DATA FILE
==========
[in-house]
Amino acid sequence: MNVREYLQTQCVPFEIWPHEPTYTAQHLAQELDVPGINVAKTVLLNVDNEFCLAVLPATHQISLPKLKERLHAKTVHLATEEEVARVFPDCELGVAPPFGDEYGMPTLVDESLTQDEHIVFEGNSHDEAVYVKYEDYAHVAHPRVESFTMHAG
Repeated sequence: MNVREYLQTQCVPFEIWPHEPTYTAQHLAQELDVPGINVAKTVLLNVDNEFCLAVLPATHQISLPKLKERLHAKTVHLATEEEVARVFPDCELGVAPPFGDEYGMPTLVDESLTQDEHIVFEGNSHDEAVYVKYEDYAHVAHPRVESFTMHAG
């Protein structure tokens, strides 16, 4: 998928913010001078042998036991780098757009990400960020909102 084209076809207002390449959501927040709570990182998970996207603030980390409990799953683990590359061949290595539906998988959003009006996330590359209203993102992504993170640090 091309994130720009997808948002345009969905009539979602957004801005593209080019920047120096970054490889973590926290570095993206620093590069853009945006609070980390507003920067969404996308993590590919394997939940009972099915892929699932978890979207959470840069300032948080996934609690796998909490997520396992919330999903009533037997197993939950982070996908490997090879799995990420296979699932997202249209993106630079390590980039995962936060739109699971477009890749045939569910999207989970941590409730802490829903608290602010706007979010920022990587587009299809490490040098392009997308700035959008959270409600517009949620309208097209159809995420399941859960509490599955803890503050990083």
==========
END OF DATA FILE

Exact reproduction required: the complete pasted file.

[in-house]
Amino acid sequence: MNVREYLQTQCVPFEIWPHEPTYTAQHLAQELDVPGINVAKTVLLNVDNEFCLAVLPATHQISLPKLKERLHAKTVHLATEEEVARVFPDCELGVAPPFGDEYGMPTLVDESLTQDEHIVFEGNSHDEAVYVKYEDYAHVAHPRVESFTMHAG
Repeated sequence: MNVREYLQTQCVPFEIWPHEPTYTAQHLAQELDVPGINVAKTVLLNVDNEFCLAVLPATHQISLPKLKERLHAKTVHLATEEEVARVFPDCELGVAPPFGDEYGMPTLVDESLTQDEHIVFEGNSHDEAVYVKYEDYAHVAHPRVESFTMHAG
């Protein structure tokens, strides 16, 4: 998928913010001078042998036991780098757009990400960020909102 084209076809207002390449959501927040709570990182998970996207603030980390409990799953683990590359061949290595539906998988959003009006996330590359209203993102992504993170640090 091309994130720009997808948002345009969905009539979602957004801005593209080019920047120096970054490889973590926290570095993206620093590069853009945006609070980390507003920067969404996308993590590919394997939940009972099915892929699932978890979207959470840069300032948080996934609690796998909490997520396992919330999903009533037997197993939950982070996908490997090879799995990420296979699932997202249209993106630079390590980039995962936060739109699971477009890749045939569910999207989970941590409730802490829903608290602010706007979010920022990587587009299809490490040098392009997308700035959008959270409600517009949620309208097209159809995420399941859960509490599955803890503050990083």